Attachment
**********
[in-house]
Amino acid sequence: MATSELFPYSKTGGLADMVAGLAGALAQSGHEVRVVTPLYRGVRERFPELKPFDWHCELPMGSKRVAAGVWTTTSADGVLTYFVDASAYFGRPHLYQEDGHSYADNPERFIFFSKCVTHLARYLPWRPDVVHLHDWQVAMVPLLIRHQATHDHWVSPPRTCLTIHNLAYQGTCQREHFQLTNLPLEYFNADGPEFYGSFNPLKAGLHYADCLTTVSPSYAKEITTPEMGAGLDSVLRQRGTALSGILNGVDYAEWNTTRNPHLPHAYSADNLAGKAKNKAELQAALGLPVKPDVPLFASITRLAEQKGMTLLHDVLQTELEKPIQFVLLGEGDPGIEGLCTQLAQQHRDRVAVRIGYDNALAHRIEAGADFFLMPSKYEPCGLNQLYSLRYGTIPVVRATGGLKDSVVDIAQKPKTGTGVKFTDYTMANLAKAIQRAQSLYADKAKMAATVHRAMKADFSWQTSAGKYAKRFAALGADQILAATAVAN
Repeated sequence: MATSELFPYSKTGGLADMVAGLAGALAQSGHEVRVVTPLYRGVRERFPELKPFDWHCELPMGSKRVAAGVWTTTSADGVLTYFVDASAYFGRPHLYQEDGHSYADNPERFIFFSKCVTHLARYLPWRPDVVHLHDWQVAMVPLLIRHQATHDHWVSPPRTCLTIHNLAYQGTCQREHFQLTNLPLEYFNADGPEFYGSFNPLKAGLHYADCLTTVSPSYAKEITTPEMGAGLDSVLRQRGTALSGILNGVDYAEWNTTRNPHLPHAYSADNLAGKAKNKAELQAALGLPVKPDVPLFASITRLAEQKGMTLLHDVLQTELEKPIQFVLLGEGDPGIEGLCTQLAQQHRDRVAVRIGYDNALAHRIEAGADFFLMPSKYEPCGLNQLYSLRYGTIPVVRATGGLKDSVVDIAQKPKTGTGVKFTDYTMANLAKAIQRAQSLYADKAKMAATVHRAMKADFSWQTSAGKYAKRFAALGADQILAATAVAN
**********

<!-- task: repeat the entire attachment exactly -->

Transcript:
[in-house]
Amino acid sequence: MATSELFPYSKTGGLADMVAGLAGALAQSGHEVRVVTPLYRGVRERFPELKPFDWHCELPMGSKRVAAGVWTTTSADGVLTYFVDASAYFGRPHLYQEDGHSYADNPERFIFFSKCVTHLARYLPWRPDVVHLHDWQVAMVPLLIRHQATHDHWVSPPRTCLTIHNLAYQGTCQREHFQLTNLPLEYFNADGPEFYGSFNPLKAGLHYADCLTTVSPSYAKEITTPEMGAGLDSVLRQRGTALSGILNGVDYAEWNTTRNPHLPHAYSADNLAGKAKNKAELQAALGLPVKPDVPLFASITRLAEQKGMTLLHDVLQTELEKPIQFVLLGEGDPGIEGLCTQLAQQHRDRVAVRIGYDNALAHRIEAGADFFLMPSKYEPCGLNQLYSLRYGTIPVVRATGGLKDSVVDIAQKPKTGTGVKFTDYTMANLAKAIQRAQSLYADKAKMAATVHRAMKADFSWQTSAGKYAKRFAALGADQILAATAVAN
Repeated sequence: MATSELFPYSKTGGLADMVAGLAGALAQSGHEVRVVTPLYRGVRERFPELKPFDWHCELPMGSKRVAAGVWTTTSADGVLTYFVDASAYFGRPHLYQEDGHSYADNPERFIFFSKCVTHLARYLPWRPDVVHLHDWQVAMVPLLIRHQATHDHWVSPPRTCLTIHNLAYQGTCQREHFQLTNLPLEYFNADGPEFYGSFNPLKAGLHYADCLTTVSPSYAKEITTPEMGAGLDSVLRQRGTALSGILNGVDYAEWNTTRNPHLPHAYSADNLAGKAKNKAELQAALGLPVKPDVPLFASITRLAEQKGMTLLHDVLQTELEKPIQFVLLGEGDPGIEGLCTQLAQQHRDRVAVRIGYDNALAHRIEAGADFFLMPSKYEPCGLNQLYSLRYGTIPVVRATGGLKDSVVDIAQKPKTGTGVKFTDYTMANLAKAIQRAQSLYADKAKMAATVHRAMKADFSWQTSAGKYAKRFAALGADQILAATAVAN